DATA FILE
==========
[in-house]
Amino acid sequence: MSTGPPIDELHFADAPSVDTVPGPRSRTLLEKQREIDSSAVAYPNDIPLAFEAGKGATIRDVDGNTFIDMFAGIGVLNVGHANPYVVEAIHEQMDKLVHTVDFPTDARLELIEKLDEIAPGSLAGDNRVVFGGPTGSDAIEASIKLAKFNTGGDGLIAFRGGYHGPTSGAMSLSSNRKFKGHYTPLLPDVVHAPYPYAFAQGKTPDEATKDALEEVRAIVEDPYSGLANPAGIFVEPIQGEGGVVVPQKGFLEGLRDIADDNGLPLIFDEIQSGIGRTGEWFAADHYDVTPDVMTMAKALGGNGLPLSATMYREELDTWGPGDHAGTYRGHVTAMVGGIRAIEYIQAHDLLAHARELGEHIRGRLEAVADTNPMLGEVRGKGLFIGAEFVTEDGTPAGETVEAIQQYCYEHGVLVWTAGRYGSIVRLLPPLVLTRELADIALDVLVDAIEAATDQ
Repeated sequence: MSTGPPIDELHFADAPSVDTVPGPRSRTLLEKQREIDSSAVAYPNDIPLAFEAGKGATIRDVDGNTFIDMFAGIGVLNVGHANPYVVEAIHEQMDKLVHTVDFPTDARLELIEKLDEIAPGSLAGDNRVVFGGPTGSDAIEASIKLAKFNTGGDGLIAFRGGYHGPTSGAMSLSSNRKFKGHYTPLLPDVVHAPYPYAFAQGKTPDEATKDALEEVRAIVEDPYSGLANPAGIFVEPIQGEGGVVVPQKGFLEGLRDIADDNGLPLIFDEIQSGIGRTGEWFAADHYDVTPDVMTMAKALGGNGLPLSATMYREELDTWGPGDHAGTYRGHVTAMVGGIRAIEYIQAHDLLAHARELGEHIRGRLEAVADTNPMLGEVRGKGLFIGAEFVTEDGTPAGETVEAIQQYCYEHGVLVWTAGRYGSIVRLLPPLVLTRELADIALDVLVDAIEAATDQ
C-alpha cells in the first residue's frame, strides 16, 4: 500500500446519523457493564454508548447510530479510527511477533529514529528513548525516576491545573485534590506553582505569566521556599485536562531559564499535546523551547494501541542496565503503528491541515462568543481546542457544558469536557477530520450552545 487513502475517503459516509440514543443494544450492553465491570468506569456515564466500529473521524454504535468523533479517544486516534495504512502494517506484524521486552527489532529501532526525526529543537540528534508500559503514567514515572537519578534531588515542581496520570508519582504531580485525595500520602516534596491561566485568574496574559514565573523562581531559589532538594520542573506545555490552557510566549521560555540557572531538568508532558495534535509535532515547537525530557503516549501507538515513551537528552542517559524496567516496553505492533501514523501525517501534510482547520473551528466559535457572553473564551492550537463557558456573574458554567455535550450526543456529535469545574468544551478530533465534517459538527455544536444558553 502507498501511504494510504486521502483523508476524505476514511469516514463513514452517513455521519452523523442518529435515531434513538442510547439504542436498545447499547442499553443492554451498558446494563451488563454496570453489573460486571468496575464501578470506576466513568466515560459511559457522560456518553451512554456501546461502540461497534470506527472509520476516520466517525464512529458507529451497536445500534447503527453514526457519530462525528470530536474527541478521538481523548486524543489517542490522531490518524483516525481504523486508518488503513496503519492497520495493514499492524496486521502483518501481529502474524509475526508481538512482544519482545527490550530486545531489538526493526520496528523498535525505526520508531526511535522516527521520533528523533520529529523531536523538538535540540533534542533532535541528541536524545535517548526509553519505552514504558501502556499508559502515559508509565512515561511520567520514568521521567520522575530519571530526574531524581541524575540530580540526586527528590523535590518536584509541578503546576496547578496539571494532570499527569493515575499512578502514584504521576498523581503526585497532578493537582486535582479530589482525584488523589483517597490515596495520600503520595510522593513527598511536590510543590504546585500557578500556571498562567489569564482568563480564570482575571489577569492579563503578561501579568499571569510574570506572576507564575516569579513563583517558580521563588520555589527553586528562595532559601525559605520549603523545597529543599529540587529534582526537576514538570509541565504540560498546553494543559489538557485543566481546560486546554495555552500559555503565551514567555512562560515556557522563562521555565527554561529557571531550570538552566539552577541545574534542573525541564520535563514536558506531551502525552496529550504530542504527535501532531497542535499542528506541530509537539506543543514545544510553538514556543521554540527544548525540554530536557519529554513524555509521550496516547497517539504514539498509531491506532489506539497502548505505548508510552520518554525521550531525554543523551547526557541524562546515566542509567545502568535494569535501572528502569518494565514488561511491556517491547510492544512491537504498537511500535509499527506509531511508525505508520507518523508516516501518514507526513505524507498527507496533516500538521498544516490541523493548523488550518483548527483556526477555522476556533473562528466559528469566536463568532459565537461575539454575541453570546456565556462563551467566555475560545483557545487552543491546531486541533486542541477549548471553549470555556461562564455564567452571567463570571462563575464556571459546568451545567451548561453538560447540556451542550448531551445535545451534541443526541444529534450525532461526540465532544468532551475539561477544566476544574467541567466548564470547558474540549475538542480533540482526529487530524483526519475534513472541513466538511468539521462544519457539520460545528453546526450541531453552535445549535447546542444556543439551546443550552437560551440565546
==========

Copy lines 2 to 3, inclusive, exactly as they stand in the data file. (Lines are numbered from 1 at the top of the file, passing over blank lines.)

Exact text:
Amino acid sequence: MSTGPPIDELHFADAPSVDTVPGPRSRTLLEKQREIDSSAVAYPNDIPLAFEAGKGATIRDVDGNTFIDMFAGIGVLNVGHANPYVVEAIHEQMDKLVHTVDFPTDARLELIEKLDEIAPGSLAGDNRVVFGGPTGSDAIEASIKLAKFNTGGDGLIAFRGGYHGPTSGAMSLSSNRKFKGHYTPLLPDVVHAPYPYAFAQGKTPDEATKDALEEVRAIVEDPYSGLANPAGIFVEPIQGEGGVVVPQKGFLEGLRDIADDNGLPLIFDEIQSGIGRTGEWFAADHYDVTPDVMTMAKALGGNGLPLSATMYREELDTWGPGDHAGTYRGHVTAMVGGIRAIEYIQAHDLLAHARELGEHIRGRLEAVADTNPMLGEVRGKGLFIGAEFVTEDGTPAGETVEAIQQYCYEHGVLVWTAGRYGSIVRLLPPLVLTRELADIALDVLVDAIEAATDQ
Repeated sequence: MSTGPPIDELHFADAPSVDTVPGPRSRTLLEKQREIDSSAVAYPNDIPLAFEAGKGATIRDVDGNTFIDMFAGIGVLNVGHANPYVVEAIHEQMDKLVHTVDFPTDARLELIEKLDEIAPGSLAGDNRVVFGGPTGSDAIEASIKLAKFNTGGDGLIAFRGGYHGPTSGAMSLSSNRKFKGHYTPLLPDVVHAPYPYAFAQGKTPDEATKDALEEVRAIVEDPYSGLANPAGIFVEPIQGEGGVVVPQKGFLEGLRDIADDNGLPLIFDEIQSGIGRTGEWFAADHYDVTPDVMTMAKALGGNGLPLSATMYREELDTWGPGDHAGTYRGHVTAMVGGIRAIEYIQAHDLLAHARELGEHIRGRLEAVADTNPMLGEVRGKGLFIGAEFVTEDGTPAGETVEAIQQYCYEHGVLVWTAGRYGSIVRLLPPLVLTRELADIALDVLVDAIEAATDQ